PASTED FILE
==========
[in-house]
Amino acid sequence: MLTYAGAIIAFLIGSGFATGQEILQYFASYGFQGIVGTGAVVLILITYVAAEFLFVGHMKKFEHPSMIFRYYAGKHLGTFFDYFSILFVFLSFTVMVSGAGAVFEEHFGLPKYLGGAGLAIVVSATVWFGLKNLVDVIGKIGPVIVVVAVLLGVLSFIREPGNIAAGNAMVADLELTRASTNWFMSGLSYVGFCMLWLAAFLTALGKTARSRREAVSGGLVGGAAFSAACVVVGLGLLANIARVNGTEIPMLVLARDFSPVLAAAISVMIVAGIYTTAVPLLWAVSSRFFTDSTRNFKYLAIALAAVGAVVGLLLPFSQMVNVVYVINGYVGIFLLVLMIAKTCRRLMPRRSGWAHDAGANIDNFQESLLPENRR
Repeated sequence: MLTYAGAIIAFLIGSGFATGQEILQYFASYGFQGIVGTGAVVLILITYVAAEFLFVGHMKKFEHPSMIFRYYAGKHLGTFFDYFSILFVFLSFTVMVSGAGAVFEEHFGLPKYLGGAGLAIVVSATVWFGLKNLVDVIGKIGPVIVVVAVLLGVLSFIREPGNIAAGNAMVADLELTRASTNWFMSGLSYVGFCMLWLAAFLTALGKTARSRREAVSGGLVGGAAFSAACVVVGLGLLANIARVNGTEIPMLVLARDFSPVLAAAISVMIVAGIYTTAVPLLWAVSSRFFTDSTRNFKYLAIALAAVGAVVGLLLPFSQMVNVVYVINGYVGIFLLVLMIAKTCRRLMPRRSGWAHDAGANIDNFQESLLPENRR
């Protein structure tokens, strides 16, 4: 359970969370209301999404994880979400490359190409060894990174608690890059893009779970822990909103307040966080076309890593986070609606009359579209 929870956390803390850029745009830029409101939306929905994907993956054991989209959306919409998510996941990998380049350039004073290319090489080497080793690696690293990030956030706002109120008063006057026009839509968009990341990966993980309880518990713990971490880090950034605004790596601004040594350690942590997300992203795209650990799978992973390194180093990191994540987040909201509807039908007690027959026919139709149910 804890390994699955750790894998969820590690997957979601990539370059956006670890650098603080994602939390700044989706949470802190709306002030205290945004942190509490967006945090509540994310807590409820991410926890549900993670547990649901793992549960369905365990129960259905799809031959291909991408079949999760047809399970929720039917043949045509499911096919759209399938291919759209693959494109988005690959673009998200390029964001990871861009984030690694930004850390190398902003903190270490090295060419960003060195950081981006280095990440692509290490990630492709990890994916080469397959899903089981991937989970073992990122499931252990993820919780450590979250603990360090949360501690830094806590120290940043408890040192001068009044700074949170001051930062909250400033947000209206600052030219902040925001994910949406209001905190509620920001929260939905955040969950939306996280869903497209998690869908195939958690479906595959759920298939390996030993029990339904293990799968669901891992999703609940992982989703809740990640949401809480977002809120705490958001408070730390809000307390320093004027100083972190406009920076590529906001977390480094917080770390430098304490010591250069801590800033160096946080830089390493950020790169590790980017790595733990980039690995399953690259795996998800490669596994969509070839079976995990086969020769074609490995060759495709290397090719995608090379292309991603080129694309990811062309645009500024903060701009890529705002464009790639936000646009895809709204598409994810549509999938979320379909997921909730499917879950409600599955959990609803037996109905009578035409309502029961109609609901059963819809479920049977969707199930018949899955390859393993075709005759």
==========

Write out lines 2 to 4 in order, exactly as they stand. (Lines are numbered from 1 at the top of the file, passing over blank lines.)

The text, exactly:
Amino acid sequence: MLTYAGAIIAFLIGSGFATGQEILQYFASYGFQGIVGTGAVVLILITYVAAEFLFVGHMKKFEHPSMIFRYYAGKHLGTFFDYFSILFVFLSFTVMVSGAGAVFEEHFGLPKYLGGAGLAIVVSATVWFGLKNLVDVIGKIGPVIVVVAVLLGVLSFIREPGNIAAGNAMVADLELTRASTNWFMSGLSYVGFCMLWLAAFLTALGKTARSRREAVSGGLVGGAAFSAACVVVGLGLLANIARVNGTEIPMLVLARDFSPVLAAAISVMIVAGIYTTAVPLLWAVSSRFFTDSTRNFKYLAIALAAVGAVVGLLLPFSQMVNVVYVINGYVGIFLLVLMIAKTCRRLMPRRSGWAHDAGANIDNFQESLLPENRR
Repeated sequence: MLTYAGAIIAFLIGSGFATGQEILQYFASYGFQGIVGTGAVVLILITYVAAEFLFVGHMKKFEHPSMIFRYYAGKHLGTFFDYFSILFVFLSFTVMVSGAGAVFEEHFGLPKYLGGAGLAIVVSATVWFGLKNLVDVIGKIGPVIVVVAVLLGVLSFIREPGNIAAGNAMVADLELTRASTNWFMSGLSYVGFCMLWLAAFLTALGKTARSRREAVSGGLVGGAAFSAACVVVGLGLLANIARVNGTEIPMLVLARDFSPVLAAAISVMIVAGIYTTAVPLLWAVSSRFFTDSTRNFKYLAIALAAVGAVVGLLLPFSQMVNVVYVINGYVGIFLLVLMIAKTCRRLMPRRSGWAHDAGANIDNFQESLLPENRR
């Protein structure tokens, strides 16, 4: 359970969370209301999404994880979400490359190409060894990174608690890059893009779970822990909103307040966080076309890593986070609606009359579209 929870956390803390850029745009830029409101939306929905994907993956054991989209959306919409998510996941990998380049350039004073290319090489080497080793690696690293990030956030706002109120008063006057026009839509968009990341990966993980309880518990713990971490880090950034605004790596601004040594350690942590997300992203795209650990799978992973390194180093990191994540987040909201509807039908007690027959026919139709149910 804890390994699955750790894998969820590690997957979601990539370059956006670890650098603080994602939390700044989706949470802190709306002030205290945004942190509490967006945090509540994310807590409820991410926890549900993670547990649901793992549960369905365990129960259905799809031959291909991408079949999760047809399970929720039917043949045509499911096919759209399938291919759209693959494109988005690959673009998200390029964001990871861009984030690694930004850390190398902003903190270490090295060419960003060195950081981006280095990440692509290490990630492709990890994916080469397959899903089981991937989970073992990122499931252990993820919780450590979250603990360090949360501690830094806590120290940043408890040192001068009044700074949170001051930062909250400033947000209206600052030219902040925001994910949406209001905190509620920001929260939905955040969950939306996280869903497209998690869908195939958690479906595959759920298939390996030993029990339904293990799968669901891992999703609940992982989703809740990640949401809480977002809120705490958001408070730390809000307390320093004027100083972190406009920076590529906001977390480094917080770390430098304490010591250069801590800033160096946080830089390493950020790169590790980017790595733990980039690995399953690259795996998800490669596994969509070839079976995990086969020769074609490995060759495709290397090719995608090379292309991603080129694309990811062309645009500024903060701009890529705002464009790639936000646009895809709204598409994810549509999938979320379909997921909730499917879950409600599955959990609803037996109905009578035409309502029961109609609901059963819809479920049977969707199930018949899955390859393993075709005759």